3-on-3 preview: Bulls at Heat, 8 ET

April, 19, 2012
4/19/12
11:58
AM ET
Taj Gibson
Andrew D. Bernstein/NBAE via Getty Images
Is Taj Gibson and the deep Chicago Bulls bench the key to beating the Heat?

In another installment of the Heat Index's 3-on-3 series, our writers give their takes on the storylines before the Heat host the Bulls (47-15).

1. Fact or Fiction: You'd say Miami's odds at the 1-seed are better than 10%.


Tom Haberstroh: Fiction. I don't think the Heat winning tonight is a given. And even then, the cards are strongly stacked against them going forward. For the Heat to have a real chance, the Bulls would pretty much have to lose out the rest of the way. Alas, the Cavaliers remain on their schedule. There's a better chance that Tom Thibodeau is on the next cover of GQ than the Bulls losing to the Cavs.

Michael Wallace: Fact. If the Heat win tonight to pull within one game of the Bulls in the loss column, I can see this coming down to one of the tie-breakers for the No. 1 seed in the East - not that it would even matter much to Miami. The Heat still have two games against the woeful Wizards in addition to one against a Houston team fighting for its playoff life and a Boston team that could chose to rest its key players next week. I'd set the percentage at closer to 30, with it obviously rising with a win tonight.

Brian Windhorst: Fiction. That seems about right, the Heat are two games back with five games to play and there's quite a lead to overcome. If the Heat are able to win tonight, those odds would increase a little bit, but they would still need to win out and not just hope the Bulls lose, but also to lose to an Eastern Conference team. Let's put it this way, I wouldn't put money on the Heat getting that first seed. But getting a victory tonight would have some other more guaranteed benefits.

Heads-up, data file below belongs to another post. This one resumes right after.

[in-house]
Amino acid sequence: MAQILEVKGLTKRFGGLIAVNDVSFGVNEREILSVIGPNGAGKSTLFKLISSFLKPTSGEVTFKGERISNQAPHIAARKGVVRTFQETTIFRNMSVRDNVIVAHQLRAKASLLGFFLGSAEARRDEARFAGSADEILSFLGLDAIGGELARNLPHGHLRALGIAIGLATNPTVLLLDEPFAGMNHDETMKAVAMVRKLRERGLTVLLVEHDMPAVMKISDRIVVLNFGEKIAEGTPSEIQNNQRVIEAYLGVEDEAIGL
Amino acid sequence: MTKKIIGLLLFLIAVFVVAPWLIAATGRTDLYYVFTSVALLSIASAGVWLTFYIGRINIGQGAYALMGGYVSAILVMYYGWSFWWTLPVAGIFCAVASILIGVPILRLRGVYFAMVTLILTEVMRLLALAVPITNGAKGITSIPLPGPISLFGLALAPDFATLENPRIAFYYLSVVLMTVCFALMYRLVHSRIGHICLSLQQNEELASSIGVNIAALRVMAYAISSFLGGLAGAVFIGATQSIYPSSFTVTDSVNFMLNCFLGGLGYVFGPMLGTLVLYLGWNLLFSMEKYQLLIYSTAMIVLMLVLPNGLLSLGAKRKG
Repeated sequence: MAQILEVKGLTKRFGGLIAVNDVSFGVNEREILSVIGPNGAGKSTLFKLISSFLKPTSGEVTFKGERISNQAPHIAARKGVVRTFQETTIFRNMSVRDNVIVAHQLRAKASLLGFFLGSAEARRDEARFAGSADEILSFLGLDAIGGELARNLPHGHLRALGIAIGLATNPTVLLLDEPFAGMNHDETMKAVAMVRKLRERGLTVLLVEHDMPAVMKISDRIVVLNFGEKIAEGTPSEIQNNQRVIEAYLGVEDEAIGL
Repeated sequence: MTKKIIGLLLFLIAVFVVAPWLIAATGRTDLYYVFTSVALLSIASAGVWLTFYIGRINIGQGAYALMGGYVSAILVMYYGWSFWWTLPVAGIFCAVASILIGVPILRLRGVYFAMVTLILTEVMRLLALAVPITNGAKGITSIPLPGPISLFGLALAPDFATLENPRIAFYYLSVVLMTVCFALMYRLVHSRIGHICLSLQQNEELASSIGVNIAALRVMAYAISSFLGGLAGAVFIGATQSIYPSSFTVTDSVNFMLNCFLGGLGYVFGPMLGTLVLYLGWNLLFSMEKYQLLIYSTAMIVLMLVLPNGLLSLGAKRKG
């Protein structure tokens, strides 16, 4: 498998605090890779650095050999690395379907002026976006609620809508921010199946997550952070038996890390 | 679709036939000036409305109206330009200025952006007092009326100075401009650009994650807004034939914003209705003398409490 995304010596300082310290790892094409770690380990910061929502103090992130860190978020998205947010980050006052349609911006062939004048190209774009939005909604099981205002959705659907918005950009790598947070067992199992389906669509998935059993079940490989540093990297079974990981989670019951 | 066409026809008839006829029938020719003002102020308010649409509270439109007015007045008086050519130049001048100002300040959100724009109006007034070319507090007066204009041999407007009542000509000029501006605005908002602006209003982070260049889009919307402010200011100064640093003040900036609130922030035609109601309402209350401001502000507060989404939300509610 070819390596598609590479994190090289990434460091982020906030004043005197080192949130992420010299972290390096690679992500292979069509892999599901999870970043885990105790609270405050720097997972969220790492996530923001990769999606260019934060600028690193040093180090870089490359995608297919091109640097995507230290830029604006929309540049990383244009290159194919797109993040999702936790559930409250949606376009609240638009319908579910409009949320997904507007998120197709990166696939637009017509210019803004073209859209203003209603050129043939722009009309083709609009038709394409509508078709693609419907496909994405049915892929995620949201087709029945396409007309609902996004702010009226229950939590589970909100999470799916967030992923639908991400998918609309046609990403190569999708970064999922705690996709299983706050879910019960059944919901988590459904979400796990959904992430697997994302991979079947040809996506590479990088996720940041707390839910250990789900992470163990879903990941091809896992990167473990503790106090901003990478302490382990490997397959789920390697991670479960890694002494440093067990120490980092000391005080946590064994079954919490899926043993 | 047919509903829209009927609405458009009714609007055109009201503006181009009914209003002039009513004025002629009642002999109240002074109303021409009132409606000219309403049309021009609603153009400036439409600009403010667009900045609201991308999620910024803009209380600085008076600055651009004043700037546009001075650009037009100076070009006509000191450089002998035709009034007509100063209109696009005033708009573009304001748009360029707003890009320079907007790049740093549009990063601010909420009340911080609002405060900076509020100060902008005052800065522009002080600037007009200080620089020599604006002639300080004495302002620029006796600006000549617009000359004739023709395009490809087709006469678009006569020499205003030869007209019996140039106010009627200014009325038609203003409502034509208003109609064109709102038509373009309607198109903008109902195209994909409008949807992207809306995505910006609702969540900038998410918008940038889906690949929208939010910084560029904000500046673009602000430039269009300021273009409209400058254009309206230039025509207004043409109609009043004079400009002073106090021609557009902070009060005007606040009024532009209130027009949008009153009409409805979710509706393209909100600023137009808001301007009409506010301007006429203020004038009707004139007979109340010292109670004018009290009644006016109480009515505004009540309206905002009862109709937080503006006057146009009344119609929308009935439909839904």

2. Fact or Fiction: Bulls' keys to beating the Heat are in order D-Rose, defense, depth.


Haberstroh: Fact. With Derrick Rose ailing, he's the biggest question mark on both teams. Not only that, he has to show he can withstand the defensive coverage of the Heat, a task he hasn't been consistently able to accomplish. The Bulls' depth is a major boon in normal situations, but we're approaching rotation-crunch time. That won't be as much of a benefit anymore.

Wallace: Fiction. I'd go defense, depth and D-Rose. Chicago's defense must dictate the pace against Miami. The Bulls depth can overwhelm you in waves on most nights. Even with the nagging injuries and time missed this season, you assume Rose would regain some rhythm by the time these teams would meet in the conference finals. So the Bulls don't give themselves much of a chance if their defense isn't on point and if the supporting cast isn't there to bail Rose out after coming up short last season.

Windhorst: Fact. I suppose I agree with that. When playing the Bulls, Rose is always the biggest challenge even when he's not 100 percent. Depth has been the thorn in the Heat's side against Chicago in the last two meetings. It's not realistic maybe to believe the Heat's bench will outscore the Bulls bench but it cannot be a 40-point spread like it was last week. It's got to be more competitive.


3. Fact or Fiction: LeBron will win MVP regardless of tonight.


Haberstroh: Fiction. LeBron's popularity among the public and the voting media fluctuates more wildly than the Dow. Seems unwise to etch anything in stone until the end of the regular season. Haven't we learned by now that this is a "What have you done for me lately" world?

Wallace: Fact. I just don't get the sense that the outcome of tonight's game would sway the feelings for LeBron one way or another. Now having said that, if folks just refuse to give it to him, the only candidate out there I believe can make a late run and increase their vote total at this point is Chris Paul. And with the emergence of Russell Westbrook and recent play of James Harden, my feeling is that Paul is more likely to take potential votes away from Kevin Durant than he is to swipe some from LeBron.

Windhorst: Fiction. I do get the sense that LeBron has become the narrow front runner over Kevin Durant. But I also don't think anyone has a compelling case and if there's a stumble it could swing the vote. I do believe, however, that a great performance on national television could lock it up for him.

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